It started with a desire by Louise Kerz Hirschfeld, the widow of famed American visual artist, Al Hirschfeld, to find a way to introduce children to her late husband's work. She considered putting up his artwork in school libraries, and over the years, the project expanded. Now, the New York City Department of Education and the Al Hirschfeld Foundation have teamed up to present a curriculum for grades 2-12 based on the artist's life and work.
Louise Hirschfeld says the program represents "a great push in public schools to bring back the creative process. School doesn't have to be centered on just sports or math. It can be about opera, ballet and theater… The curriculum is like a botanical garden where the arts will grow and nourish the children of New York City.”
Al Hirschfeld, also called the Line King, had an uncanny ability to capture the personality of his subjects with a simple, elegant way of drawing. His career spanned nearly a century, and produced a rich body of work reflective of dancers, musicians, actors, visual artists, and other legends.
One of his subjects, the actress Chita Rivera, wrote: "He was such a genius, one who had the ability to capture the essence and spirit of a subject by using a minimum amount of lines and leaving no doubt as to the identity of who was being portrayed… Possibly the only tribute more important that having your own caricature done by the Line King … would be to be commemorated with your image on a U.S. postage stamp."
Many people consider Hirschfeld a caricaturist, but he did not agree with that label. He preferred to think of his work as “character drawings,” capturing the inner life and abilities of his subjects. Said actor Mandy Patinkin, "Al Hirschfeld told me once that his goal in his work was to make the drawings in a single line. On many occasions we can see how well he succeeded, leaving us with not only the gift of his art but the genius of his craft, and a true legacy to us all: simplicity."
The new educational curriculum is not simply about the life and art of Hirschfeld. It uses his creativity as a jumping off point for all kinds of subject matter. "Take the drawing of George Gershwin," says Louise Hirschfeld. "A theater lesson becomes a geography lesson, which blossoms into the history of immigration. The same with Arthur Miller and the literature of the theater."
Many New York City teachers are already familiar with Hirschfeld's work through his weekly drawings in the New York Times, but this program is designed to introduce a new generation to this national treasure. Through Hirschfeld’s drawings, teachers of dance, music, theater and visual arts will educate students about the performing arts of the last 100 years. Students will be exposed to the artists and the artistic productions that inspired Hirschfeld, thereby getting an overview of culture in the 20th century. And they'll have a lot of fun doing it. "His creativity speaks to children on all levels," says Louise Hirschfeld.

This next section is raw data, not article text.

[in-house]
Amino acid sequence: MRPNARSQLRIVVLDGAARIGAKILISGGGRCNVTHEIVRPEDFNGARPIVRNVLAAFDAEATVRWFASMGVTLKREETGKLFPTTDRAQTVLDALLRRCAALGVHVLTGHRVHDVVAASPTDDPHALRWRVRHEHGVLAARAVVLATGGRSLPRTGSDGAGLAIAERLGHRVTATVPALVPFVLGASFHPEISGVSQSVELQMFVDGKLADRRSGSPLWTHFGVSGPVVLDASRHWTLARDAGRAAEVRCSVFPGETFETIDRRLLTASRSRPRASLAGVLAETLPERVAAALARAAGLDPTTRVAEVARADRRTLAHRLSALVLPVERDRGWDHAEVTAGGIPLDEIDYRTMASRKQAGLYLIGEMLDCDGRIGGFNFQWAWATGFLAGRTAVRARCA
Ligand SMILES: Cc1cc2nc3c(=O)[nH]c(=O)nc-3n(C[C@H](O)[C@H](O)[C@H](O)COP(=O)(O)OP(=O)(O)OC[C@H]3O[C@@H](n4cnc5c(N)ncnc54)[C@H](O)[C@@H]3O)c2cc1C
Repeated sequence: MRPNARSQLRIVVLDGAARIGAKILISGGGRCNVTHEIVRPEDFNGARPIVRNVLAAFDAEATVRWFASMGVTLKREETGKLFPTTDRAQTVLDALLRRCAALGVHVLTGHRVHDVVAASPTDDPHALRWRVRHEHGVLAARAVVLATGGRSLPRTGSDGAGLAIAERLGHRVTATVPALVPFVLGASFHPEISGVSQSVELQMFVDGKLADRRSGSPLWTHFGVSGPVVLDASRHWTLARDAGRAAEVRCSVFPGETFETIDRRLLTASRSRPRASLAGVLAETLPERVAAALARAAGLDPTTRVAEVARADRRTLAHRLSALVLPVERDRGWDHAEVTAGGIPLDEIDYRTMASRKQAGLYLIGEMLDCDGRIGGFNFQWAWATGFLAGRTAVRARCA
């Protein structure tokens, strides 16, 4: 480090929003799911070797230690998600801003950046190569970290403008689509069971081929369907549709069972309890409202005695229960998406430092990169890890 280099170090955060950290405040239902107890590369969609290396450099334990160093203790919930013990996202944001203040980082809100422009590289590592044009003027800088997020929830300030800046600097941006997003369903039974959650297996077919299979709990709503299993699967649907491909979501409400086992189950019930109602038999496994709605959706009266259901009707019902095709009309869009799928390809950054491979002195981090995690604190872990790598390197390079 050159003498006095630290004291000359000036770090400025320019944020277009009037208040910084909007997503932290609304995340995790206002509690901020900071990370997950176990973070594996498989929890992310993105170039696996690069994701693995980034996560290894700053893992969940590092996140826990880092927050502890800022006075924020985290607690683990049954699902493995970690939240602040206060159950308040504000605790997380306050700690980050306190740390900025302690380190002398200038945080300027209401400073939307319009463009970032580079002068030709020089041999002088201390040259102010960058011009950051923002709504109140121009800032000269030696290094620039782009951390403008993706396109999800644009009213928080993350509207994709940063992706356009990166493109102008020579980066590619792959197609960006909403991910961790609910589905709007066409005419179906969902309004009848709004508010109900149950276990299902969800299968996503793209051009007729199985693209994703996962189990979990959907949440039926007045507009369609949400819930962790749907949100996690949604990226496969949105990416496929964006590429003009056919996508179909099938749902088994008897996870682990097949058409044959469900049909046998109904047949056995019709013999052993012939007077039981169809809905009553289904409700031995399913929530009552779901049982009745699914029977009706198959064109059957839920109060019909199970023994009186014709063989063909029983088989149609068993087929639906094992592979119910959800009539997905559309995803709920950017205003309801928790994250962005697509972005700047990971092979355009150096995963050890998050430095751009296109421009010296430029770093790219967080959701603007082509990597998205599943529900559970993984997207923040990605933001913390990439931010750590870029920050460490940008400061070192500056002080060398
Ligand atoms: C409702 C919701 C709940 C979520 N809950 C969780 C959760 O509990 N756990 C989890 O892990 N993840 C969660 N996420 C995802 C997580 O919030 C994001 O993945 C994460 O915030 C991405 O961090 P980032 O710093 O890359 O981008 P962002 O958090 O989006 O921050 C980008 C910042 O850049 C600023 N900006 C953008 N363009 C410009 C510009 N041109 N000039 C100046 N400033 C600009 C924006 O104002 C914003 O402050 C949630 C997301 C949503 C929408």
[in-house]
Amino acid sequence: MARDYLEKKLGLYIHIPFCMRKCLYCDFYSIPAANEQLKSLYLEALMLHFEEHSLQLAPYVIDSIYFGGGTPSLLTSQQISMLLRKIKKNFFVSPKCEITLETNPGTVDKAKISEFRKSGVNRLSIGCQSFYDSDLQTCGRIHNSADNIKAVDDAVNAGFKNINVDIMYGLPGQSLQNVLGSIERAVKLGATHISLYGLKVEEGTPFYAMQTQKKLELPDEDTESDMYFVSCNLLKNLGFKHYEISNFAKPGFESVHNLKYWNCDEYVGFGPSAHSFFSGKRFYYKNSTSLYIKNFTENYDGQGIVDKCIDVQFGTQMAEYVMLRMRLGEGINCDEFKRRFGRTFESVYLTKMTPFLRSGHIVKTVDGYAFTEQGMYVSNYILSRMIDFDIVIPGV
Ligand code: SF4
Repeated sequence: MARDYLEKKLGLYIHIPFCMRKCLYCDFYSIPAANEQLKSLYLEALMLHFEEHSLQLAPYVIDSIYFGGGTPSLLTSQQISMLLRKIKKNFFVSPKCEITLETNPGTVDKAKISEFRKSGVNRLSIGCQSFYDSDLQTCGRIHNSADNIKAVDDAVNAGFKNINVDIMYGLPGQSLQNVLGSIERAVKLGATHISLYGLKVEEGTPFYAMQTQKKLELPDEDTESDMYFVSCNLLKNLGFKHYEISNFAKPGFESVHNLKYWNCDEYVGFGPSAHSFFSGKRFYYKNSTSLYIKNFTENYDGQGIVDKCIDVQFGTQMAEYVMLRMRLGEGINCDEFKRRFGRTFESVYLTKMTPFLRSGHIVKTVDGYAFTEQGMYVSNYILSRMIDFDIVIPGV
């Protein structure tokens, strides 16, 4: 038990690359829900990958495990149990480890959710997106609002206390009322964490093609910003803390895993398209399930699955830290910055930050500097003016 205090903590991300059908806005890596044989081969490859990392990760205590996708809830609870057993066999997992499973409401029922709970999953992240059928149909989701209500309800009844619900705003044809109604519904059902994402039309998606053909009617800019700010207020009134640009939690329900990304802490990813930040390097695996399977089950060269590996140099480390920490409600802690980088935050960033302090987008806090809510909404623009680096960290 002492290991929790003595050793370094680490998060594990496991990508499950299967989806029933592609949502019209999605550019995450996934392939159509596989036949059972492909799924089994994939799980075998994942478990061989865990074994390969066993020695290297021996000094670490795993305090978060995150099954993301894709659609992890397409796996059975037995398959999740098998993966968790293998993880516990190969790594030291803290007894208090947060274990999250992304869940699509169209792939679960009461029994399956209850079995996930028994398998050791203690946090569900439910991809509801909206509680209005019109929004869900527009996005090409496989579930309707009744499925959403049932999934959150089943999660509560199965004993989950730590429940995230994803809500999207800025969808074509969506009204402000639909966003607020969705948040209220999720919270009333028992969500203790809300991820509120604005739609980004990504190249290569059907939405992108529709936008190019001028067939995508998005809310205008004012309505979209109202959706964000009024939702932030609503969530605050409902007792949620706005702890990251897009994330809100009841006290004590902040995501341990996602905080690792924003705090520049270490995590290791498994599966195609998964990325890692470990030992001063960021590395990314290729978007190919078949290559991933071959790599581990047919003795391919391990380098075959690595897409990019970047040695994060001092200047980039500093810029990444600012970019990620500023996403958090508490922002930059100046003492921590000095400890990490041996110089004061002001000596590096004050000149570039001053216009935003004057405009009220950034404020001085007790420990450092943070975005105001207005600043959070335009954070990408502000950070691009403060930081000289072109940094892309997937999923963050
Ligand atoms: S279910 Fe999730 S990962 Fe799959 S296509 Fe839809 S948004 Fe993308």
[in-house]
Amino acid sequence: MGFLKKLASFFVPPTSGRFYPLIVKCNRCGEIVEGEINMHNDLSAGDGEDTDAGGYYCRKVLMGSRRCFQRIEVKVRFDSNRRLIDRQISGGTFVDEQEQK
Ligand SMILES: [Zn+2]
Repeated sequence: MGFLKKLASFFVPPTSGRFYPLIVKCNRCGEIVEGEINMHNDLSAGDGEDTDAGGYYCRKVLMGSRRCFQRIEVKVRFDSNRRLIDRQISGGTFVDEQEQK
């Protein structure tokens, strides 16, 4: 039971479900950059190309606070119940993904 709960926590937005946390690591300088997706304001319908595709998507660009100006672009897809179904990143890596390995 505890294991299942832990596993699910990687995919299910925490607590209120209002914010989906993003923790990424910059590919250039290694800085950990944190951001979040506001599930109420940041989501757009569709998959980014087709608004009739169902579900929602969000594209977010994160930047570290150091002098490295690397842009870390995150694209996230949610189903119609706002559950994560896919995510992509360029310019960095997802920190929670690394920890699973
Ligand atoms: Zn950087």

Part of the curriculum for second graders is "Hirschfeld and Visual Arts", in which students are asked to study Hirschfeld's drawing and discuss how he uses line. They are told that Hirschfeld often incorporated his daughter's name, Nina, into his drawings, and they are challenged to find it. They talk about their own theater experiences, i.e., who has seen what plays, what did the actors do, what was the scenery like.
At the 12th grade level, the exercises are more sophisticated. In the section on Hirschfeld and music, seniors are asked to sing "Oh, What a Beautiful Morning" from Oklahoma!, "Tonight" from West Side Story, and "Seasons of Love" from Rent. Then they're asked to discuss the stylistic evolution of these musicals, and to create a soundtrack for a Hirschfeld slide show using contemporary music. The two remaining sections focus on theater and dance. "It's really exciting to have the chance to introduce children to the wonderful dances of Martha Graham and George Balanchine," Louis Hirschfeld says.
In "Be a Caricaturist", students choose a favorite musician and create their own black and white line drawing. They're told to write five words describing the person's outer appearance, five words about how the subject moves, and then a sentence about the subject’s personality.
Joel Klein, chancellor of the New York City Department of Education, says, “I look forward to seeing the many creative ways that our teachers use this new resource as a tool to engage students and enrich their understanding of the history of the performing arts in New York City.”
When asked about how Al Hirschfeld might feel about the use of his work to spark creativity in thousands of schoolchildren, his widow replied that her late husband would be extremely pleased to be able to give back.